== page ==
Before the formal review begins, we are immediately informed that "It’s Love Week at The A.V. Club, so we've followed our hearts and lined up a slate of unconventional love stories." And, likes pallies what coulda be more of a more unconventional flick of amore then "KMS"?!?!?!?!?!
It's the most powerfully perfect uniquely unconventional tale of love to ever come to the big screen and a great addition to our celebration of Dino-amore month 'cause next Tuesday, February 17, this (as reported in this review) out-of-print flick returns to release on DVD in both standard and Blue Ray editions courtesy of the pallies over at Olive Films. See here here to view the announcement shared last month here at ilovedinomartin.
Miss Ihnat has some intriguin' insights to share 'bout our Dino's performance includin'....
"The situation is so weird that even Dino seems occasionally creeped out, but underneath the sex farce, the movie is much more romantic than it might appear at first glance."
"Dean Martin doesn’t do much more than play himself, but all his in-jokes are hilarious (Dean gets pulled over in the desert: 'What happened, that Sinatra kid get lost again?'), and his dry, sardonic wit owns whatever room he’s in, whether it’s The Sands or Polly’s trailer. His appearance also enables some 1960s pop-culture commentary, as when Zelda suggests that Orville sell one of his songs to Elvis. (Counters Dino: 'Elvis who?')"
And, likes we are thrilled to note that Miss Gwen recognizes that "KMS" was a flick long before it's time sayin' "But his madcap, funny, and subversive romantic comedy resonates even more strongly 50 years later, as it now fits into a much more liberal (and liberated) sexual climate." One of the thin's we loves 'bout our most beloved Dino is that in so so many ways he was a man ahead of his times and a huge huge reason that he is amored more then ever....likes 'specially with today's youth.
We coulda sez more, but we hopes you will takes the time to imbibe Miss Gwen Ihnat's review below. We sez our thoughtful thanks to her and the pallies at the "AV Club" for liftin' up this flick of Dino-amore certain to help many many more of their readership to come to know, love, and honor our Dino. To checks this out in it's original format, simply clicks on the tag of this here Dino-gram. Dino-sharin', DMP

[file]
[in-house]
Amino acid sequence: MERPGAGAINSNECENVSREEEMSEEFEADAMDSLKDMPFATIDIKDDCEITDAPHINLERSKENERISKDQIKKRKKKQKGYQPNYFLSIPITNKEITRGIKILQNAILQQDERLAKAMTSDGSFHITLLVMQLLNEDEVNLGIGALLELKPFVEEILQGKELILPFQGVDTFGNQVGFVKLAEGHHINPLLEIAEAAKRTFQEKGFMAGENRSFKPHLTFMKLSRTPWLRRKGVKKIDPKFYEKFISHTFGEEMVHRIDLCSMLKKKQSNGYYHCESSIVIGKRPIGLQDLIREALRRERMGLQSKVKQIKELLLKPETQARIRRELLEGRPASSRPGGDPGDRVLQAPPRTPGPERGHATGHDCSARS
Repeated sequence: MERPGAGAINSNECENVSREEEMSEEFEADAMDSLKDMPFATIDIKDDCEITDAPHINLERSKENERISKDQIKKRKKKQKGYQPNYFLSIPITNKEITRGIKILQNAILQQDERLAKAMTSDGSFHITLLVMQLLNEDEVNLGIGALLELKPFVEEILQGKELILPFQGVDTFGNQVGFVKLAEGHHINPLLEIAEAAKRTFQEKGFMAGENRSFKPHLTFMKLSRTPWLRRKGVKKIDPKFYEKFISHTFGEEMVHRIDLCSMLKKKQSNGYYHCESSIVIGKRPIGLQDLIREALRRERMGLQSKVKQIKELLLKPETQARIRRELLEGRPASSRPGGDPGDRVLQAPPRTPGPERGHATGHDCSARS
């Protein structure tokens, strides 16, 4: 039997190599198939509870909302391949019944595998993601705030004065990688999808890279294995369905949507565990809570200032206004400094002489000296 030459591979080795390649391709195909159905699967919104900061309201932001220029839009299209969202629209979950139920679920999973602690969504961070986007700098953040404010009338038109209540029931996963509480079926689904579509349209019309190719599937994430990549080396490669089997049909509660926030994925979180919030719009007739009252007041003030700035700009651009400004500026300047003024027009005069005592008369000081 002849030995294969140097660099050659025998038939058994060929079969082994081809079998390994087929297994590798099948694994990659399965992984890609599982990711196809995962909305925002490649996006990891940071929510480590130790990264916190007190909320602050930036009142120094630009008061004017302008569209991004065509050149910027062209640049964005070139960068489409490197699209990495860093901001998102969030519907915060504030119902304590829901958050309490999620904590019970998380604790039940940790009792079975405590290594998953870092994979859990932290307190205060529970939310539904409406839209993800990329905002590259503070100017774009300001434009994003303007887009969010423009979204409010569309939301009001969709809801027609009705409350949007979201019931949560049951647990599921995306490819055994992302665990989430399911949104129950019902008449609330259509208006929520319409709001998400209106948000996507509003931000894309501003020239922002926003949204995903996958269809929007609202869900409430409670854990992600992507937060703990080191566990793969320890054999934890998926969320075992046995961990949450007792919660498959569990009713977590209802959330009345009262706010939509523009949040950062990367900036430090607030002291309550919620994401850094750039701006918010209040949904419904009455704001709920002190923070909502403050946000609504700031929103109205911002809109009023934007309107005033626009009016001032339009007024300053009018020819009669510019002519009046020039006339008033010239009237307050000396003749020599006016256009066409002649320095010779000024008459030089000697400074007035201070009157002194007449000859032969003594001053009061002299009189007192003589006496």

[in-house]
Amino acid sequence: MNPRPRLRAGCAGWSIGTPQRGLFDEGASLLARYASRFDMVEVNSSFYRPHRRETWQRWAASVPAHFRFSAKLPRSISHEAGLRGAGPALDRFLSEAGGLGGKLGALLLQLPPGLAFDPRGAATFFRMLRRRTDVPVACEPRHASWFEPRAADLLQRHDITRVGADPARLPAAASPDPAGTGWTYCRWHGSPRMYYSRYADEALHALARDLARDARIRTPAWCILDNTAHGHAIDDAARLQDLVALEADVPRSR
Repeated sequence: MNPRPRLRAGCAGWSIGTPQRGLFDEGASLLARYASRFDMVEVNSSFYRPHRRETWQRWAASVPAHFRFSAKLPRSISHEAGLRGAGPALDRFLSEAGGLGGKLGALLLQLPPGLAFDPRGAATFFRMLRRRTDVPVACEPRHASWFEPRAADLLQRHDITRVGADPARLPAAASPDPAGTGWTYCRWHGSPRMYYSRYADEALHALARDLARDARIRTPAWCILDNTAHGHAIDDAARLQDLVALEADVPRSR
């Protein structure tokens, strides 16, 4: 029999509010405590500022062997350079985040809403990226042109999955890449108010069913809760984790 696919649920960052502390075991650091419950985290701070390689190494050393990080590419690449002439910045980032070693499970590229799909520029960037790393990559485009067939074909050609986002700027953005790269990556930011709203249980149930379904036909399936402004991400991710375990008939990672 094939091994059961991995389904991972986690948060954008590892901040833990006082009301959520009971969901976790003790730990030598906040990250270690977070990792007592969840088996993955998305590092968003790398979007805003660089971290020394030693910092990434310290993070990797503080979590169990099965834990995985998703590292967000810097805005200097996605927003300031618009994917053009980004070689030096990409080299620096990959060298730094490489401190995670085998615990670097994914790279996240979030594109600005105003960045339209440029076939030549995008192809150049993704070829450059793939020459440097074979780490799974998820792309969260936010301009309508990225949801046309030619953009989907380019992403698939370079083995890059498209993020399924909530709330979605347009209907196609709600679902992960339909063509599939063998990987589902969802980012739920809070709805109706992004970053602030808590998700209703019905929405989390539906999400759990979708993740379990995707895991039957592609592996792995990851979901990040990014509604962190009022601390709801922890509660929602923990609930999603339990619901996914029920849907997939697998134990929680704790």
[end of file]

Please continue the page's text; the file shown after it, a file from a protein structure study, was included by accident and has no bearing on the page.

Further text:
Billy Wilder and Dean Martin make a sex comedy, scandalize nation
By Gwen Ihnat@gwenemarie Feb 12, 2015 1:00 PM
Every day, Watch This offers staff recommendations inspired by a new movie coming out that week. This week: It’s Love Week at The A.V. Club, so we've followed our hearts and lined up a slate of unconventional love stories.
Kiss Me, Stupid (1964)
Writer-director Billy Wilder made a lot of great movies, but Kiss Me, Stupid, released the week of Christmas 1964, is one of his least-known films. Basically, it’s Wilder’s version of a European sex comedy (and was actually based on an Italian production starring Gina Lollobrigida), and to say it’s bizarre is an understatement. It kicks off with Dean Martin purposefully playing himself as “Dino” in an opening number that’s a send up of his own Vegas show (glass in hand, surrounded by showgirls, various name-drops to Frank Sinatra and Sammy Davis Jr.).